While this is in name a Japanese snack blog, it is in fact a “snacks available in Japan” blog. It’s on those merits that the various and sundry snack foods of China and Hong Kong make their way to our reviews, particularly the excellent snacks of the good folks of Calbee. I actually asked a few native Japanese folks, last time I was in Japan, about Calbee chips and they had no idea that they were products of China (Hong Kong) rather than Japan. This might be because the snack foods are just so ubiquitous–like Korea’s Lotte products they’ve been a part of the Japanese cultural fabric that no one even considers where they’re from, let alone wonders actively if they’re products of Japan or not.
I bring this up because, when I brought this up in Japan, it was kind of a big deal. Chinese products have a poor reputation in Japan, as this article about Chinese “walnuts” might illuminate for you.
Calbee’s products, particularly their cheese and pizza-flavoured chips, are amongst the very first snack foods I tried from abroad. Familiar flavours, unique combinations, exciting execution, of course I was going to pick them up. Finding out that they weren’t from Japan was as much a surprise for me as for my Japanese friends, but they remain some of my favourite items. I’m so happy to finally be able to share them with you!
Packaging: The Calbee packging is a good mix, at least on the Pizza Chips, of English and Japanese writing. PIZZA is emblazoned across the bag in huge letters, alongside some fairly complicated kanji, and “pizza – potato” along the top and bottom edges of the bag. A big photo of pizza, along with photos of the chips themselves adorn the bag, having this hit more-or-less all the marks for good package design. My complaints might be that there’s no hint of the foil shininess that grab the eye on the exterior of the bag.
Easily the best part of the packaging though, is this inset illustration showing that the surface of the chips is dotted with REAL MELTED CHEESE, JUST LIKE A PIZZA, and I can assure you that it was this feature that catapulted me from skepticism into a purchase on this particular item. Melted cheese! On the chip! In the bag! It’s like… the future!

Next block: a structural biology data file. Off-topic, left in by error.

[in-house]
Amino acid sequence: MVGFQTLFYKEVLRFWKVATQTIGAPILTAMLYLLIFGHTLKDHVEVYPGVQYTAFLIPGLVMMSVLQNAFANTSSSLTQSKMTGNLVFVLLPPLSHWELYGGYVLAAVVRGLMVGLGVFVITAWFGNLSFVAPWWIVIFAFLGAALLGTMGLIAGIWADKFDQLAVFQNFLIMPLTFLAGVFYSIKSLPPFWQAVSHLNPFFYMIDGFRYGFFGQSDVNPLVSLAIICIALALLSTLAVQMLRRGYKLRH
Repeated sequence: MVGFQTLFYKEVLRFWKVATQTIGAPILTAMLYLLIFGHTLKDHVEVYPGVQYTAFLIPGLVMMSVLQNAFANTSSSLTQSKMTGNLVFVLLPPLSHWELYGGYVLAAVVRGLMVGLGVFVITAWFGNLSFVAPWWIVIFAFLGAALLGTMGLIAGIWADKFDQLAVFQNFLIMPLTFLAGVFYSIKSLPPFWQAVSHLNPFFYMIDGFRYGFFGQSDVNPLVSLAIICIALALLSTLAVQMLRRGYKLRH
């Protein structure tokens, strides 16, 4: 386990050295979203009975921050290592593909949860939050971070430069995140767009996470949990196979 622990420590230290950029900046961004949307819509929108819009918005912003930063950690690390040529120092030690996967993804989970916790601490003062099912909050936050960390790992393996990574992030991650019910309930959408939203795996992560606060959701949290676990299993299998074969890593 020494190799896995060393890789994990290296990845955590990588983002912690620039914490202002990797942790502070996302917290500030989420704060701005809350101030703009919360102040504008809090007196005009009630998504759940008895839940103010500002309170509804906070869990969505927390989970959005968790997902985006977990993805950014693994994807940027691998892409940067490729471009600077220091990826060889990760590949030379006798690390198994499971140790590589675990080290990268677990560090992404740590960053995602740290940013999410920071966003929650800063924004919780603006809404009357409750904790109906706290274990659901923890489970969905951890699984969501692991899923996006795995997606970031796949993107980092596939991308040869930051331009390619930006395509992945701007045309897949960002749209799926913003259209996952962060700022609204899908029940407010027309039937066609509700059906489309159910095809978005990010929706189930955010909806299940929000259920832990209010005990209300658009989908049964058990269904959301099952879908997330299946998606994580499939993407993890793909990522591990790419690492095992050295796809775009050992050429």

Scent: What does Pizza smell like? I don’t know that I could describe it and do it justice, but I do know that it smells good. Freshly baked dough, a hint of tangy seasoned tomato sauce, melted cheese and sizzling meat toppings. It’s a big, savory hit on a couple of different levels, a touch of sweetness, and that’s basically impossible (in my ever-humble opinion) to distill down into a seasoning spice to be sprinkled on potato chips. Calbee didn’t do a bad job, mind. These smell a bit like all dressed chips in that there’s a lot of competing scents, garlic and onions and a bit of sweet and a bit of spicy, not so much of the hard vinegar edge. It’s not bad, but I wouldn’t call it “pizza.”
Taste: I don’t know about you but I always find myself disappointed by ‘complicated’ potato chip flavours. I like black pepper and lime chips, because they taste like black pepper and lime chips. It’s a neat idea, well executed. But as soon as you get into “taco” chips or “hot wings” chips or whatever, you’re basically asking for disappointment because there’s effectively no way to communicate heat, texture, and that range of flavour in a chip seasoning… much like the scent above. But Calbee sure can give it their best shot!
The chips themselves are well cooked–crisp ruffles-style chips, fried in oil. Nothing special but certainly not cheap like the off-brands at the supermarket. The chips are coated in all kinds of seasonings (the bag identifies “vegetable seasonings” and “beef powder”) and they do a good of delivering a very full range of flavours, somewhat complicated in their execution. It lacks the directness of black pepper and lime, or jalapeno and cheese, but it’s at least as good as a really good “all dressed” potato chip, with a little more depth of flavour. But the best part, the part that ties it all together, is that the chips really do have little clumps of melted cheese (“cheese”?) on them, and it’s surprising how that little hit of texture and flavour really elevates these. These are sweet, salty, spicy chips (with no vinegar tang, incindentally) that get a big flavour boost from the melted cheese and beef & cheese seasonings used.
They’re delicious, one of the most delicious types of chips I’ve tried, and if you needed any more convincing let me reveal the secret: these are incredibly unhealthy. A 90g bag is 500 calories and has 34g of fat. It’s basically like eating a big mac, in delicious, goes-great-with-beer, potato chip form.
What I’m saying is, these are a ‘sometimes’ food. Say, every 3-4 months.
Verdict: These are hard not to love, and far too easy to love every day. Luckily, despite being prepped and ready for international distribution with lots of English packaging and a wide-ranging distribution network, they’re still limited to Asian grocery and candy stores, so unless those places are a part of your day-to-day life you’re going to have to go looking for them, and that’s usually just a bit too much work when you can pick up a bag of cool ranch at the corner store ;).